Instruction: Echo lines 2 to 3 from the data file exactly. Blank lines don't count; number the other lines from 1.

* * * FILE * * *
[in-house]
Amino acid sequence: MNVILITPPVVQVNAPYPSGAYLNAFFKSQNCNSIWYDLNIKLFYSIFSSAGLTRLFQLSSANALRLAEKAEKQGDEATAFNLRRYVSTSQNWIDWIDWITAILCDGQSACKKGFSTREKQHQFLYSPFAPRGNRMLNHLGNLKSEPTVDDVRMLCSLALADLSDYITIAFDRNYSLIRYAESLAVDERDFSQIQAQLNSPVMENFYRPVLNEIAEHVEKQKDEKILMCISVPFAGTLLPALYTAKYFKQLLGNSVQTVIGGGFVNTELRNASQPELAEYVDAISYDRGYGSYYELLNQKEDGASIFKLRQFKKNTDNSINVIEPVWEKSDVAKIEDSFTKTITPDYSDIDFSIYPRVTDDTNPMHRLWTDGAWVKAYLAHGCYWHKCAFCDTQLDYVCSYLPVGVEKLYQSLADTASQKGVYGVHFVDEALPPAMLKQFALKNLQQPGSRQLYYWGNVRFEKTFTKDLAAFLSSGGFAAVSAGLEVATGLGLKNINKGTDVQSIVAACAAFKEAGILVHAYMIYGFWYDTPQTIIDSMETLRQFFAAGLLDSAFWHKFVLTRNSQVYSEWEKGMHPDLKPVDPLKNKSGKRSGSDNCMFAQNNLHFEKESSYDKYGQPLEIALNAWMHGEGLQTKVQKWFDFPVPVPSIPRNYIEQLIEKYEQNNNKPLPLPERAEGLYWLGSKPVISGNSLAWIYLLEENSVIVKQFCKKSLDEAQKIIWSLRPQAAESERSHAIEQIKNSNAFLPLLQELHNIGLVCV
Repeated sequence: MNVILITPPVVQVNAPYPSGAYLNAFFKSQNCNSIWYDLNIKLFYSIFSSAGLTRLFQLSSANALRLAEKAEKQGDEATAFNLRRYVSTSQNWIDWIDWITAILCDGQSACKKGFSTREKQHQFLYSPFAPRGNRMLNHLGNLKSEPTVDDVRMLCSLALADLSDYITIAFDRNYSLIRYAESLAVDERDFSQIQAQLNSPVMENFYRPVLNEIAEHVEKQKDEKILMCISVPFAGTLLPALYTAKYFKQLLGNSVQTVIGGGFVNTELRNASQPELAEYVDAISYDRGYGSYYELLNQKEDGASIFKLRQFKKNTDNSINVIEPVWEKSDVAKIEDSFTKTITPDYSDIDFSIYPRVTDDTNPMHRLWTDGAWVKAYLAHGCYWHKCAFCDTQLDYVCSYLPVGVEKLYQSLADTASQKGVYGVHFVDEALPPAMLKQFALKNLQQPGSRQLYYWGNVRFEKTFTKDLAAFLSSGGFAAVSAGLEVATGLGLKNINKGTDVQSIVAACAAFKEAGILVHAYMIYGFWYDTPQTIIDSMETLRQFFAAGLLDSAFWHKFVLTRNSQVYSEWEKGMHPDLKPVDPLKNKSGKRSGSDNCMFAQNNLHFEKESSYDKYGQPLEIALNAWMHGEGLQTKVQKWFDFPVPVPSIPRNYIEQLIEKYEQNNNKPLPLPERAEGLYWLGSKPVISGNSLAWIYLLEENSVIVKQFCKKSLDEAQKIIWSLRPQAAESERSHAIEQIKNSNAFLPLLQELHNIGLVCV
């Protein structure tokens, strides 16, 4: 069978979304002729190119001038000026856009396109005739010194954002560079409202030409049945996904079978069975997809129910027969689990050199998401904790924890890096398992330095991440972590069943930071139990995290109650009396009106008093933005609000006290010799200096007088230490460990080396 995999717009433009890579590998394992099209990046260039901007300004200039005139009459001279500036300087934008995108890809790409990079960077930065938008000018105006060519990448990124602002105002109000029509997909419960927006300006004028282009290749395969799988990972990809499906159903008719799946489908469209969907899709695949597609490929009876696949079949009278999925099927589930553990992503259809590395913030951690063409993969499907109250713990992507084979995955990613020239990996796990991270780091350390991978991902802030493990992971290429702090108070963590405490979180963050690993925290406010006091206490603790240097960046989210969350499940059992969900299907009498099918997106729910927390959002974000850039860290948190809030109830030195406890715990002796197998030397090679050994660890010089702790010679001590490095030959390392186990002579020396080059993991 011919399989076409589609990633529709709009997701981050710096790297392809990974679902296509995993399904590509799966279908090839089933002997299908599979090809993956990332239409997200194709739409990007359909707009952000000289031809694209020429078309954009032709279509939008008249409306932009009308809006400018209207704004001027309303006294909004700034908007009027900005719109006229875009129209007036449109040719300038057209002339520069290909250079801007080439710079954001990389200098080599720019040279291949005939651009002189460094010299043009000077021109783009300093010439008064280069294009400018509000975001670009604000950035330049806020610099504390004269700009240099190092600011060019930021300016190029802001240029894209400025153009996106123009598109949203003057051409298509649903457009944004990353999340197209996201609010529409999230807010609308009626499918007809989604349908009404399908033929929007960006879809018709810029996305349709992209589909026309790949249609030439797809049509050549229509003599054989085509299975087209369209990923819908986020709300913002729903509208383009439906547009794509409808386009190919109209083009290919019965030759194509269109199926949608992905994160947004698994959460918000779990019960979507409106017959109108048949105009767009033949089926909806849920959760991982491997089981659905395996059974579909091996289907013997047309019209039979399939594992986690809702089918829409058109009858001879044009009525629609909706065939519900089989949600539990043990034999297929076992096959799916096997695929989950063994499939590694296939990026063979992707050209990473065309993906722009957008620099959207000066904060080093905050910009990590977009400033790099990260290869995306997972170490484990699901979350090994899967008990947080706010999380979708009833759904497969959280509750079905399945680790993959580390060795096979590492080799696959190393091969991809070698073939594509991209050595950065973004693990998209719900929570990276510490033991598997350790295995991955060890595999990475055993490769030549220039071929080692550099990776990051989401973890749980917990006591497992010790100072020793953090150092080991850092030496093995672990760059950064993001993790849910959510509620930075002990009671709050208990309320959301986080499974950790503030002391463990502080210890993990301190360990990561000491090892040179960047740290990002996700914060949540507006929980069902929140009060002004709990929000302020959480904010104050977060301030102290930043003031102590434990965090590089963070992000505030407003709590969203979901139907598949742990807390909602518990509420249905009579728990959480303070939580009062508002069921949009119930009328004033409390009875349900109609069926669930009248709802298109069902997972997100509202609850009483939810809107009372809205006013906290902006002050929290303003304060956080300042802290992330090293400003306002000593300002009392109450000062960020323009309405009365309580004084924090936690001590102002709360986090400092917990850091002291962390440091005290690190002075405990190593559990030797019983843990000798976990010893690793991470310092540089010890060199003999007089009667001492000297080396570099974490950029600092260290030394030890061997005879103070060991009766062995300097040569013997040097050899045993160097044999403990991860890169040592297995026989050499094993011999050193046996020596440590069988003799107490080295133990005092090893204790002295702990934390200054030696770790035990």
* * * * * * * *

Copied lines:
Amino acid sequence: MNVILITPPVVQVNAPYPSGAYLNAFFKSQNCNSIWYDLNIKLFYSIFSSAGLTRLFQLSSANALRLAEKAEKQGDEATAFNLRRYVSTSQNWIDWIDWITAILCDGQSACKKGFSTREKQHQFLYSPFAPRGNRMLNHLGNLKSEPTVDDVRMLCSLALADLSDYITIAFDRNYSLIRYAESLAVDERDFSQIQAQLNSPVMENFYRPVLNEIAEHVEKQKDEKILMCISVPFAGTLLPALYTAKYFKQLLGNSVQTVIGGGFVNTELRNASQPELAEYVDAISYDRGYGSYYELLNQKEDGASIFKLRQFKKNTDNSINVIEPVWEKSDVAKIEDSFTKTITPDYSDIDFSIYPRVTDDTNPMHRLWTDGAWVKAYLAHGCYWHKCAFCDTQLDYVCSYLPVGVEKLYQSLADTASQKGVYGVHFVDEALPPAMLKQFALKNLQQPGSRQLYYWGNVRFEKTFTKDLAAFLSSGGFAAVSAGLEVATGLGLKNINKGTDVQSIVAACAAFKEAGILVHAYMIYGFWYDTPQTIIDSMETLRQFFAAGLLDSAFWHKFVLTRNSQVYSEWEKGMHPDLKPVDPLKNKSGKRSGSDNCMFAQNNLHFEKESSYDKYGQPLEIALNAWMHGEGLQTKVQKWFDFPVPVPSIPRNYIEQLIEKYEQNNNKPLPLPERAEGLYWLGSKPVISGNSLAWIYLLEENSVIVKQFCKKSLDEAQKIIWSLRPQAAESERSHAIEQIKNSNAFLPLLQELHNIGLVCV
Repeated sequence: MNVILITPPVVQVNAPYPSGAYLNAFFKSQNCNSIWYDLNIKLFYSIFSSAGLTRLFQLSSANALRLAEKAEKQGDEATAFNLRRYVSTSQNWIDWIDWITAILCDGQSACKKGFSTREKQHQFLYSPFAPRGNRMLNHLGNLKSEPTVDDVRMLCSLALADLSDYITIAFDRNYSLIRYAESLAVDERDFSQIQAQLNSPVMENFYRPVLNEIAEHVEKQKDEKILMCISVPFAGTLLPALYTAKYFKQLLGNSVQTVIGGGFVNTELRNASQPELAEYVDAISYDRGYGSYYELLNQKEDGASIFKLRQFKKNTDNSINVIEPVWEKSDVAKIEDSFTKTITPDYSDIDFSIYPRVTDDTNPMHRLWTDGAWVKAYLAHGCYWHKCAFCDTQLDYVCSYLPVGVEKLYQSLADTASQKGVYGVHFVDEALPPAMLKQFALKNLQQPGSRQLYYWGNVRFEKTFTKDLAAFLSSGGFAAVSAGLEVATGLGLKNINKGTDVQSIVAACAAFKEAGILVHAYMIYGFWYDTPQTIIDSMETLRQFFAAGLLDSAFWHKFVLTRNSQVYSEWEKGMHPDLKPVDPLKNKSGKRSGSDNCMFAQNNLHFEKESSYDKYGQPLEIALNAWMHGEGLQTKVQKWFDFPVPVPSIPRNYIEQLIEKYEQNNNKPLPLPERAEGLYWLGSKPVISGNSLAWIYLLEENSVIVKQFCKKSLDEAQKIIWSLRPQAAESERSHAIEQIKNSNAFLPLLQELHNIGLVCV